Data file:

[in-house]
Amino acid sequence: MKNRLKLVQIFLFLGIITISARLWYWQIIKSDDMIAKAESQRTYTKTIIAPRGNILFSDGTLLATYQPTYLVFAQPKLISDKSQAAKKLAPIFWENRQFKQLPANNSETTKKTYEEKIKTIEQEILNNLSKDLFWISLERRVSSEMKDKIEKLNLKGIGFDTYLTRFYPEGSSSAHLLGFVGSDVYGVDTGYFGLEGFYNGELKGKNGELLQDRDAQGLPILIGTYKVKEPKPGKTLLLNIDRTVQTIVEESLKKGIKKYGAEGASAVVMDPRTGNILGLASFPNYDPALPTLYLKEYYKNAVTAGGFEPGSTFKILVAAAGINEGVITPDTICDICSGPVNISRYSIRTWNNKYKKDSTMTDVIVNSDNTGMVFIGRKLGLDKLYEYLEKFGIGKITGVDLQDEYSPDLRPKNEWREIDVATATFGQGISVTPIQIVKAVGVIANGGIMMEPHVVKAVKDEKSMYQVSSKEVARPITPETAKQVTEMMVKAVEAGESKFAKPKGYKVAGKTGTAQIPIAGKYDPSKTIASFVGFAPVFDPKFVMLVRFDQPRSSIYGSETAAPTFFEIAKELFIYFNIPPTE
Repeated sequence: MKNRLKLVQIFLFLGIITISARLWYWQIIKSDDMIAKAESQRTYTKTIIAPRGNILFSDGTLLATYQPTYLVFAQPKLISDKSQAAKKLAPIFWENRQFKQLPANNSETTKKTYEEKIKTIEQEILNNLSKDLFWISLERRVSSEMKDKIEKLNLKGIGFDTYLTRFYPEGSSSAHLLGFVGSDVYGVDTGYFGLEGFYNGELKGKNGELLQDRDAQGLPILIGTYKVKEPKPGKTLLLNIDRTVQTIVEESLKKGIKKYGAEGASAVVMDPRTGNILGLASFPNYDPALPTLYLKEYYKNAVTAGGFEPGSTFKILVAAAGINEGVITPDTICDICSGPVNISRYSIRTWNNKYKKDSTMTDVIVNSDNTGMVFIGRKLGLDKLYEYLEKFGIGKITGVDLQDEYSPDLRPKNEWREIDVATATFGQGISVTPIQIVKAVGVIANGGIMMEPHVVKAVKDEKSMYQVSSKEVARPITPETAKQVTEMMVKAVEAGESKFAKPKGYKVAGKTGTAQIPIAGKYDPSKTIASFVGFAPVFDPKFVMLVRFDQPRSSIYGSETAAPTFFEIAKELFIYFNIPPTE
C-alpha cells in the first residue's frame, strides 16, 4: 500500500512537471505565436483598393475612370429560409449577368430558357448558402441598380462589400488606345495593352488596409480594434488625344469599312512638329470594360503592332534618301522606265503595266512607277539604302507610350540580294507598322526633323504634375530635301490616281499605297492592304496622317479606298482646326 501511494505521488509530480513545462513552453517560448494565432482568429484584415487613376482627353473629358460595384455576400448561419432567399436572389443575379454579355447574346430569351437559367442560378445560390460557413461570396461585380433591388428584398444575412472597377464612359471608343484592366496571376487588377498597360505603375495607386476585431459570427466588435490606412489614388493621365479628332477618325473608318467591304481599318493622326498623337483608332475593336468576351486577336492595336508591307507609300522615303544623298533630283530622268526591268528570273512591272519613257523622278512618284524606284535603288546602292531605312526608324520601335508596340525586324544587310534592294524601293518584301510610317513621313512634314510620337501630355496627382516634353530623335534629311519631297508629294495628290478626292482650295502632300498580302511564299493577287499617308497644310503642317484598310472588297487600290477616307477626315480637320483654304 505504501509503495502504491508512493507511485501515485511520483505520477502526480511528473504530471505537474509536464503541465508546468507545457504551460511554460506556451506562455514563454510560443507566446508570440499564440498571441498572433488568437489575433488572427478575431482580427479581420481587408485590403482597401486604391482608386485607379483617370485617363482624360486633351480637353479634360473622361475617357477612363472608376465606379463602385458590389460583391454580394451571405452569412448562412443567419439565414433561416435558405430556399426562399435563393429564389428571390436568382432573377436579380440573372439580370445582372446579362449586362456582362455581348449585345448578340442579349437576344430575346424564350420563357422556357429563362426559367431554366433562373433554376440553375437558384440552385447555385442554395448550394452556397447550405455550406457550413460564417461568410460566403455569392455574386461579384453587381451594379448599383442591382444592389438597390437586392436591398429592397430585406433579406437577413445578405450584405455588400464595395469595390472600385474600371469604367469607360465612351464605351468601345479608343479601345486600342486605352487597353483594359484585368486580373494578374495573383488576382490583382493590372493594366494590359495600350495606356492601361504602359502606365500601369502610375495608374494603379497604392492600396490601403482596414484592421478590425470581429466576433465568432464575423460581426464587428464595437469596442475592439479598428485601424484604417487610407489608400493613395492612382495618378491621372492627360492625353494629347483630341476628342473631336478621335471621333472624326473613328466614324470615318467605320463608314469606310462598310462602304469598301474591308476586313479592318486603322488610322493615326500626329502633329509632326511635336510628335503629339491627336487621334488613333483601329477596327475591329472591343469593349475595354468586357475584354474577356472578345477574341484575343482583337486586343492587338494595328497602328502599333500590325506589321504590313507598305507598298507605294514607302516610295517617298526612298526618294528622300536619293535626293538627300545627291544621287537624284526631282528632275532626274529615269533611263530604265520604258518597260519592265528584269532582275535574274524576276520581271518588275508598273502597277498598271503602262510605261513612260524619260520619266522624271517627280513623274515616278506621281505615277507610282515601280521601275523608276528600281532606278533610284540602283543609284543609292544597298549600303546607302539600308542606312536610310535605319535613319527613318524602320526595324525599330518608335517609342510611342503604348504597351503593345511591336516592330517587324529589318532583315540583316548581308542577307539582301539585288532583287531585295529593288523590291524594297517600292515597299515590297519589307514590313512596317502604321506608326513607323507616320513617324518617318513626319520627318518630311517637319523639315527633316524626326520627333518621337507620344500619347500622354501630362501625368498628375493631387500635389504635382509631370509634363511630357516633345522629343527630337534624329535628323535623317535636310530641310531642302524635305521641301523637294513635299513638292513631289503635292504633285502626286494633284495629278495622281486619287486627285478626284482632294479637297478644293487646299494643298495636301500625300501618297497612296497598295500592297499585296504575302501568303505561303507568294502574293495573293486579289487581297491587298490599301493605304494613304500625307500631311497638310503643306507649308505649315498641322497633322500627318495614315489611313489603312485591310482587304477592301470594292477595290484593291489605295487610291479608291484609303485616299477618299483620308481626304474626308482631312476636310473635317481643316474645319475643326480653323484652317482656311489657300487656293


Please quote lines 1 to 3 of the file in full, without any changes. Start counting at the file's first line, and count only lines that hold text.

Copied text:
[in-house]
Amino acid sequence: MKNRLKLVQIFLFLGIITISARLWYWQIIKSDDMIAKAESQRTYTKTIIAPRGNILFSDGTLLATYQPTYLVFAQPKLISDKSQAAKKLAPIFWENRQFKQLPANNSETTKKTYEEKIKTIEQEILNNLSKDLFWISLERRVSSEMKDKIEKLNLKGIGFDTYLTRFYPEGSSSAHLLGFVGSDVYGVDTGYFGLEGFYNGELKGKNGELLQDRDAQGLPILIGTYKVKEPKPGKTLLLNIDRTVQTIVEESLKKGIKKYGAEGASAVVMDPRTGNILGLASFPNYDPALPTLYLKEYYKNAVTAGGFEPGSTFKILVAAAGINEGVITPDTICDICSGPVNISRYSIRTWNNKYKKDSTMTDVIVNSDNTGMVFIGRKLGLDKLYEYLEKFGIGKITGVDLQDEYSPDLRPKNEWREIDVATATFGQGISVTPIQIVKAVGVIANGGIMMEPHVVKAVKDEKSMYQVSSKEVARPITPETAKQVTEMMVKAVEAGESKFAKPKGYKVAGKTGTAQIPIAGKYDPSKTIASFVGFAPVFDPKFVMLVRFDQPRSSIYGSETAAPTFFEIAKELFIYFNIPPTE
Repeated sequence: MKNRLKLVQIFLFLGIITISARLWYWQIIKSDDMIAKAESQRTYTKTIIAPRGNILFSDGTLLATYQPTYLVFAQPKLISDKSQAAKKLAPIFWENRQFKQLPANNSETTKKTYEEKIKTIEQEILNNLSKDLFWISLERRVSSEMKDKIEKLNLKGIGFDTYLTRFYPEGSSSAHLLGFVGSDVYGVDTGYFGLEGFYNGELKGKNGELLQDRDAQGLPILIGTYKVKEPKPGKTLLLNIDRTVQTIVEESLKKGIKKYGAEGASAVVMDPRTGNILGLASFPNYDPALPTLYLKEYYKNAVTAGGFEPGSTFKILVAAAGINEGVITPDTICDICSGPVNISRYSIRTWNNKYKKDSTMTDVIVNSDNTGMVFIGRKLGLDKLYEYLEKFGIGKITGVDLQDEYSPDLRPKNEWREIDVATATFGQGISVTPIQIVKAVGVIANGGIMMEPHVVKAVKDEKSMYQVSSKEVARPITPETAKQVTEMMVKAVEAGESKFAKPKGYKVAGKTGTAQIPIAGKYDPSKTIASFVGFAPVFDPKFVMLVRFDQPRSSIYGSETAAPTFFEIAKELFIYFNIPPTE